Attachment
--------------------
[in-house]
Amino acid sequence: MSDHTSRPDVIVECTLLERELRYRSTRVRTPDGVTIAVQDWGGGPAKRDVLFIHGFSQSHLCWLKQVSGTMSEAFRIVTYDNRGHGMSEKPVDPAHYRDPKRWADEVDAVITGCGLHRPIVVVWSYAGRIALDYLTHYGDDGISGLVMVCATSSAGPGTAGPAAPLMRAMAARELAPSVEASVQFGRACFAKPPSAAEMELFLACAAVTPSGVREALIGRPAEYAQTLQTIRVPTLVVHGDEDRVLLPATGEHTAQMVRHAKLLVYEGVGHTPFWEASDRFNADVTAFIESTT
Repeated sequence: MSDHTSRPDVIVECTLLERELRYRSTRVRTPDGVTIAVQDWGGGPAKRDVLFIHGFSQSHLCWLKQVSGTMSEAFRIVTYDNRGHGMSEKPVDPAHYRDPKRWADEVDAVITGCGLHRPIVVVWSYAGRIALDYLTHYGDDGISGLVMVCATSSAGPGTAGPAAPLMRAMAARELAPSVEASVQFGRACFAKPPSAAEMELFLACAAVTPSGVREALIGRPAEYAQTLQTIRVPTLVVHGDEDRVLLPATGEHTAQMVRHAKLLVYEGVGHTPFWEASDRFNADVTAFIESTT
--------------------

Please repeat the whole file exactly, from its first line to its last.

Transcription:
[in-house]
Amino acid sequence: MSDHTSRPDVIVECTLLERELRYRSTRVRTPDGVTIAVQDWGGGPAKRDVLFIHGFSQSHLCWLKQVSGTMSEAFRIVTYDNRGHGMSEKPVDPAHYRDPKRWADEVDAVITGCGLHRPIVVVWSYAGRIALDYLTHYGDDGISGLVMVCATSSAGPGTAGPAAPLMRAMAARELAPSVEASVQFGRACFAKPPSAAEMELFLACAAVTPSGVREALIGRPAEYAQTLQTIRVPTLVVHGDEDRVLLPATGEHTAQMVRHAKLLVYEGVGHTPFWEASDRFNADVTAFIESTT
Repeated sequence: MSDHTSRPDVIVECTLLERELRYRSTRVRTPDGVTIAVQDWGGGPAKRDVLFIHGFSQSHLCWLKQVSGTMSEAFRIVTYDNRGHGMSEKPVDPAHYRDPKRWADEVDAVITGCGLHRPIVVVWSYAGRIALDYLTHYGDDGISGLVMVCATSSAGPGTAGPAAPLMRAMAARELAPSVEASVQFGRACFAKPPSAAEMELFLACAAVTPSGVREALIGRPAEYAQTLQTIRVPTLVVHGDEDRVLLPATGEHTAQMVRHAKLLVYEGVGHTPFWEASDRFNADVTAFIESTT